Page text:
Why i am obsessed with Death and why it makes me happy
I have always had an obsession with death.
It is difficult to say that without coming off as deliberately macabre so as to garner whatever perverse attention it attracts, but it is the truth. I am not referring to the glamorized simulacra of death we see on screen or on page. Yes, I do occasionally enjoy the thrill they provide, but I am far from fascinated with decapitations in cheap gore-porn and bloody slaughter in horror stories. I am obsessed with Death in the Japanese-death-poem sense of the word: Death as an inevitable certainty. The only certainty, in fact. Perhaps this alone is what warrants the worship of Santa Muerte in some ancient parts of South America.
The person who sat next to me on the school bus when I was in grade school drowned in a surfing accident during summer break. His name was Jonathan, and he loved Batman. I was too young to mourn the dead and shrugged it off with ingenuous insouciance. That was how Death was able to insidiously creep up on me, hiding behind and peering from the shoulders of each person she took from my life, whenever I looked back to see if she was there. Throughout the subsequent years she kept coming closer, if not personally then quite literally. First she took Jan, an old lady who hosted my family in Boston. Then an uncle I only saw several times every year. Then the old lady who lived next door. Then a group of students in my college. Then the girl who lived two blocks away from me. Then my favorite teacher, whose eulogy I neglected to write because I had an essay due that week. It feels frivolous to debase the deaths of these people to an item of my philosophic inquiry, but in a way my fear that Death is coming for me is justified, for obvious reasons.
It is easy to fall into sentimentality and turn this into yet another mawkish lamentation on why I am in fact a deeply broken and brooding person. I am not. If there is anything I noticed from hanging out with young liberal arts students is that many of us artistic souls love to be seen as tortured and hence, special. It is like a dick-comparison game on the schoolyard where kids see who has the longest penis; only, in this case, the proverbial dick is whatever tragedy we can contrive based on the brief, inevitable moments of sadness in our privileged little lives.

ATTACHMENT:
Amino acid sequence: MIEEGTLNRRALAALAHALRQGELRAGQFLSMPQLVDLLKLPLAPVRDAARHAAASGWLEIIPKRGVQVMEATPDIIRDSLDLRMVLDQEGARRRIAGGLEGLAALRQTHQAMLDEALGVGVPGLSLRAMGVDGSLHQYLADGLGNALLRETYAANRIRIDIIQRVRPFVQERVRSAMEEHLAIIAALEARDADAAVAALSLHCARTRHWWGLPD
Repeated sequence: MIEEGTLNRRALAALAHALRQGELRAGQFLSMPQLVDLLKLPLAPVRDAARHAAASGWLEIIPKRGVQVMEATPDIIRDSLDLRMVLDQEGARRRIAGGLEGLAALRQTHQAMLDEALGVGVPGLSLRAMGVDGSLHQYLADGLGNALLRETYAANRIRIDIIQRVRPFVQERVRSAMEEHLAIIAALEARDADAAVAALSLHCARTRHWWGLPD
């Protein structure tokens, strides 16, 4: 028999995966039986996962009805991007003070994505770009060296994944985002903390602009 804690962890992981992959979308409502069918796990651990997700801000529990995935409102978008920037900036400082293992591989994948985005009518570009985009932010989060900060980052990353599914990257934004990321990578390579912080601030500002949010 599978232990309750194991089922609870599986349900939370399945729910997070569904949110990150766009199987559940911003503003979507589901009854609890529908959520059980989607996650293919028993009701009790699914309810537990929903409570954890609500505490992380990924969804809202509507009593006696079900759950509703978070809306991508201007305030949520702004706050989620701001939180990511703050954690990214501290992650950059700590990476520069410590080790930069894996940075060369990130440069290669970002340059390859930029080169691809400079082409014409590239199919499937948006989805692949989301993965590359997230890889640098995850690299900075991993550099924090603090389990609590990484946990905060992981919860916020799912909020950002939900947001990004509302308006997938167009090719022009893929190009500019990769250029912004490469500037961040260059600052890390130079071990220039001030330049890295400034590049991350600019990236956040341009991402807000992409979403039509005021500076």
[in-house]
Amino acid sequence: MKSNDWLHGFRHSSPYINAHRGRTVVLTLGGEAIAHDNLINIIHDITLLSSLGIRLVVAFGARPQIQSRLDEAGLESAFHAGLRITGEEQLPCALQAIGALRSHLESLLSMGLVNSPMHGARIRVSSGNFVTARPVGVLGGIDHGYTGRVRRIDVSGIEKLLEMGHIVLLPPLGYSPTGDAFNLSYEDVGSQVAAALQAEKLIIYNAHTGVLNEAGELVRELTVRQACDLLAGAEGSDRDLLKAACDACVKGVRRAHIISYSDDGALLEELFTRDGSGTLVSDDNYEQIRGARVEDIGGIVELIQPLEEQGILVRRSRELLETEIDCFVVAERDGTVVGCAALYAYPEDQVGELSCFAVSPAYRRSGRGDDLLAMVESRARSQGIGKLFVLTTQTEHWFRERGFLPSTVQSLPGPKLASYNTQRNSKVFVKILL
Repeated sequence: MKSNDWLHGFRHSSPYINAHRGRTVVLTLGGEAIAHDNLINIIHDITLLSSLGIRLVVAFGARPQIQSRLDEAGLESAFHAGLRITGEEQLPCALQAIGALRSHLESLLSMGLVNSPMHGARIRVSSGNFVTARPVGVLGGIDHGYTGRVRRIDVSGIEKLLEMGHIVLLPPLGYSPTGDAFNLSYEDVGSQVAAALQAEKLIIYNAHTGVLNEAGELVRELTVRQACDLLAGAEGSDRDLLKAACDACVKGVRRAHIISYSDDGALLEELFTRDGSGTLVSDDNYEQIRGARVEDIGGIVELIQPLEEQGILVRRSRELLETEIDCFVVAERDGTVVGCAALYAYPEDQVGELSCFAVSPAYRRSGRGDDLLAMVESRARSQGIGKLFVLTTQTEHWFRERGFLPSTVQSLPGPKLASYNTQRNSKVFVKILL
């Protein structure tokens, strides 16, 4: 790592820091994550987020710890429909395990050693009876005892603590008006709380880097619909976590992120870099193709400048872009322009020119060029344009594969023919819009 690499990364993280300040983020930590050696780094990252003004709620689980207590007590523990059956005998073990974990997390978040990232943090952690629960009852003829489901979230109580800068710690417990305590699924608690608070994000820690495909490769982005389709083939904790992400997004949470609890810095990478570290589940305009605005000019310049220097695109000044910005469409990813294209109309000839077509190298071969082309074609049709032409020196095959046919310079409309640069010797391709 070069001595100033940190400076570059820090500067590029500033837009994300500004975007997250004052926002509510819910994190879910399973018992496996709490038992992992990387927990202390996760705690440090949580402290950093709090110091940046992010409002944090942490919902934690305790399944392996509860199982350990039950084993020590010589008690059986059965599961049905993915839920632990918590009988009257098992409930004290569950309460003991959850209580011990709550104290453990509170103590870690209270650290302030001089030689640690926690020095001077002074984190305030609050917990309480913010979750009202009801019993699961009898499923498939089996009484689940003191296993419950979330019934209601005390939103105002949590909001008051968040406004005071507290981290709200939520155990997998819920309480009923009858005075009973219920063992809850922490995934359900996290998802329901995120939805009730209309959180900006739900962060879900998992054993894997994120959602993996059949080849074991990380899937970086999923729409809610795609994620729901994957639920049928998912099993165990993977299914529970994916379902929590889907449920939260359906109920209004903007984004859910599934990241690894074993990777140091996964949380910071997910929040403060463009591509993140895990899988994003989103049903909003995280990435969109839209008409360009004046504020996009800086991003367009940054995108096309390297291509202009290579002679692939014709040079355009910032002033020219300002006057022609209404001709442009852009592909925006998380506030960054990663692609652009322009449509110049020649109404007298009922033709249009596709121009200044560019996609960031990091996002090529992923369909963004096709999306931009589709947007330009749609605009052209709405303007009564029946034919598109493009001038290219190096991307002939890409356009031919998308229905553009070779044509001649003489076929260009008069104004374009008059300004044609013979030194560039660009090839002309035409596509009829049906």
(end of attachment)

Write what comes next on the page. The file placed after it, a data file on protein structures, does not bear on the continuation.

I have long reconciled with that and ceased to ponder whether Death gives our enterprises meaning or takes it away. Time should be wasted on speculating on things that are uncertain, and to lament mortality is to make fun of the sufferings of others. To mourn the dead is a foolish undertaking – taxing on the soul, practically useless. It is part of the contract you signed up for the moment you choose to give your heart away. Understanding death and mourning for the dead are not mutually exclusive, as the hypocritical would assume; if your understanding were was true, you cannot mourn. To be human is to be inhumane.
If anything, Death gives me solace in times of distress: when in doubt, know that you will die one day. It is something that simultaneously liberates and constricts. Fear of others is irrational as we are all walking hand in hand towards the same fate. That girl with the cheap perfume you think is too damn good for you will be a rotting carcass some day. Regardless of what perverse reason you wish to change the world, regardless of how much importance you put in your career, your love, your taxes, your wife, your dog, your affair, your Mercedes, your book, your 3000-dollar tuxedo, your sport, your charity, your art, your cause, your God, your mother and yourself, you are an eventual nothing. This is not nihilism born out of two decades of living a sheltered, prosperous and healthy life; this is something that keeps me grounded and happy, my therapist and my cocaine. Only when you are lying in your deathbed, too feeble to move, just conscious enough to open your lips and breathe whatever last words you think the world will remember do you truly know yourself. So laugh away; you won’t be able to very soon. Even Ozymandias must fall, as do the poets who poeticize them.
And hence my obsession makes me relieved, grounded and sincerely happy. If you think these words are angst-ridden, you missed the point. My grin is that of a skeleton.
Jason Choi is a senior in the College of Arts & Sciences from Hong Kong.